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Monday, 14 April 2008

When Views on Evolution Divide a Church Family: One Leader's Difficult Choice

Last month I asked “Would your church allow you to publically support evolution?” and many of you responded with some thought provoking and moving comments. Well this week Cliff Martin realized the question for him personally was “Can my church survive with my leadership given that I publicly support evolution?” And the answer for Cliff was: “Probably not”.

So yesterday, Cliff resigned as an elder of his church.

Last October when Cliff revealed that he was an Evolutionary Creationist he had hoped to initiate a dialogue on science and the Christian faith.

I had hoped that [my church] might be a place where various views could be openly discussed, where we could think suppositionally (asking the "what if" questions), and that we could serve as a model of how a church might deal with the difficult issues raised by science today, even if we did not all agree. Instead, I found that my revelations served mainly to inflict pain on my friends. Many, perhaps most of them, felt a sense of loss and betrayal, and a deep emotional wound which has still not healed.

Because of these feelings of pain and the sense of betrayal, Cliff realized that his leadership was hurting rather than helping his fellowship.

There is no question of my love for these friends, nor of their love for me. But when so many of my brothers and sisters believe that a YEC position is vital to Christian faith, it is too much to ask them to follow a leader who rejects YEC in favor of an Evolutionary Creationist model.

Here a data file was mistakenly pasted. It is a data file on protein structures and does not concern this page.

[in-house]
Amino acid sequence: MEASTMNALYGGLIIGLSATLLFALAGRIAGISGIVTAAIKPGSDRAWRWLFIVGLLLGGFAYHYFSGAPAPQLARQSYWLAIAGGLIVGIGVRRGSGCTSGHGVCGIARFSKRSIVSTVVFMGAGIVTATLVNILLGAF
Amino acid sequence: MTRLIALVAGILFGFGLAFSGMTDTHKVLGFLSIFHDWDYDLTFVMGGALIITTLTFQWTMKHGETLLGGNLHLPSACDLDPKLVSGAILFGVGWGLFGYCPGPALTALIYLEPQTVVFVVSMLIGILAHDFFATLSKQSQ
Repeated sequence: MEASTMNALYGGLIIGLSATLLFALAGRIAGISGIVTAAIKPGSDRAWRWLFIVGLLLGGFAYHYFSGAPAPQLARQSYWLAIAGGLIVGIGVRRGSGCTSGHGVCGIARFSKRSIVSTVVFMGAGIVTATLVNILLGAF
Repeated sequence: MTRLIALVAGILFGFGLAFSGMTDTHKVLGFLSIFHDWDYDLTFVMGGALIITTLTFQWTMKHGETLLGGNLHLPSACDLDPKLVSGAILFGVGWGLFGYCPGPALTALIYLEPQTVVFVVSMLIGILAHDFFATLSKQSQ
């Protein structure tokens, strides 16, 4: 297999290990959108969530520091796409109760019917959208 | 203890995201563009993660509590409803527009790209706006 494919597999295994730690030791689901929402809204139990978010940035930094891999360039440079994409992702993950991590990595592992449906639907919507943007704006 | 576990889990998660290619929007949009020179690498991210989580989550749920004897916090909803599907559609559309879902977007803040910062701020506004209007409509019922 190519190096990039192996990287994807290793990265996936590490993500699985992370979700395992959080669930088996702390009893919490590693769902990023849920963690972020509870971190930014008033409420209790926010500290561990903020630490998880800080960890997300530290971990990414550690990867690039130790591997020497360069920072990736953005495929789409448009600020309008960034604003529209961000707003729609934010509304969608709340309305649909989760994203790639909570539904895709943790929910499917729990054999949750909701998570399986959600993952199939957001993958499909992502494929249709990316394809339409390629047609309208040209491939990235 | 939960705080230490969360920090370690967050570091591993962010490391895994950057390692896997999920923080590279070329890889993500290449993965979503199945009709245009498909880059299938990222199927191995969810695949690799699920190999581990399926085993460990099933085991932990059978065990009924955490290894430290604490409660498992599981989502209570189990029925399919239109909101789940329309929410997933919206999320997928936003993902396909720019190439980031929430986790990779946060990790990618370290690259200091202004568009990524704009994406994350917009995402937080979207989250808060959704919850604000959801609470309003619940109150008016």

I think Cliff should be commended for his decision. Ultimately “being right” in something like this is less important than furthering the kingdom of God. Church history is littered with those that put their own good over that of the Church. That Cliff did not speaks volumes for his integrity.

In the comments of the post, Chris Tilling asks Cliff: “What advice would you offer those of us who may face similar circumstances?” . Cliff responds with: “Advice? I was hoping someone might have advice for me.”

I’m not sure I have any advice either, but maybe my readers do. Even if you don’t, I encourage you to read Cliff’s entire post. For myself, I don’t think I can offer anything but a prayer for Cliff and his church.

12 comments:

Steve Ranney said...

It could be that Cliff's action will have unknown effects on other people. There might be those that will ask him questions informally in the future. It is an interesting period now, it seems that we are on the cusp of something, but some people will have to suffer - they are like the first people out of the trenches, or something.

I know what you are getting at when you say 'something like this is less important than furthering the kingdom of God' but I have some doubts about it. Substitute 'institution' for 'kindgom of God' and see if that better describes the issue.